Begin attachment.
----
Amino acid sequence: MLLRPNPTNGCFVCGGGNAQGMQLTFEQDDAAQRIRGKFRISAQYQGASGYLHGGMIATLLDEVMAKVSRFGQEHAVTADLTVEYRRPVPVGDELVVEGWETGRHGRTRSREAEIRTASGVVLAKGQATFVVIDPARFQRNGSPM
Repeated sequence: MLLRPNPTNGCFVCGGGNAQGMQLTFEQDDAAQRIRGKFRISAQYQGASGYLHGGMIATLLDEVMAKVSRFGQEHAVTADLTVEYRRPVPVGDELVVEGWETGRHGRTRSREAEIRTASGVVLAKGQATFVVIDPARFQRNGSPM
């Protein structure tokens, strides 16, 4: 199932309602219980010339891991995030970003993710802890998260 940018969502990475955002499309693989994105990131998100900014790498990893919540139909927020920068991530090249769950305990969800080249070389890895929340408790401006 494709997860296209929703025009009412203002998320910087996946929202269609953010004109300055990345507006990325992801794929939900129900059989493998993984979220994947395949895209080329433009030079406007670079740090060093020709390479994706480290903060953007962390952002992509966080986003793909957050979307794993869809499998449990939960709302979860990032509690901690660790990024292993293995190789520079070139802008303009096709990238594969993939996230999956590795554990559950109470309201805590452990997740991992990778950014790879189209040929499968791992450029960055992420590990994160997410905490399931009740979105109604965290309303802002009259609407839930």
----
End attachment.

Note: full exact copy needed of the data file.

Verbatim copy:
Amino acid sequence: MLLRPNPTNGCFVCGGGNAQGMQLTFEQDDAAQRIRGKFRISAQYQGASGYLHGGMIATLLDEVMAKVSRFGQEHAVTADLTVEYRRPVPVGDELVVEGWETGRHGRTRSREAEIRTASGVVLAKGQATFVVIDPARFQRNGSPM
Repeated sequence: MLLRPNPTNGCFVCGGGNAQGMQLTFEQDDAAQRIRGKFRISAQYQGASGYLHGGMIATLLDEVMAKVSRFGQEHAVTADLTVEYRRPVPVGDELVVEGWETGRHGRTRSREAEIRTASGVVLAKGQATFVVIDPARFQRNGSPM
């Protein structure tokens, strides 16, 4: 199932309602219980010339891991995030970003993710802890998260 940018969502990475955002499309693989994105990131998100900014790498990893919540139909927020920068991530090249769950305990969800080249070389890895929340408790401006 494709997860296209929703025009009412203002998320910087996946929202269609953010004109300055990345507006990325992801794929939900129900059989493998993984979220994947395949895209080329433009030079406007670079740090060093020709390479994706480290903060953007962390952002992509966080986003793909957050979307794993869809499998449990939960709302979860990032509690901690660790990024292993293995190789520079070139802008303009096709990238594969993939996230999956590795554990559950109470309201805590452990997740991992990778950014790879189209040929499968791992450029960055992420590990994160997410905490399931009740979105109604965290309303802002009259609407839930």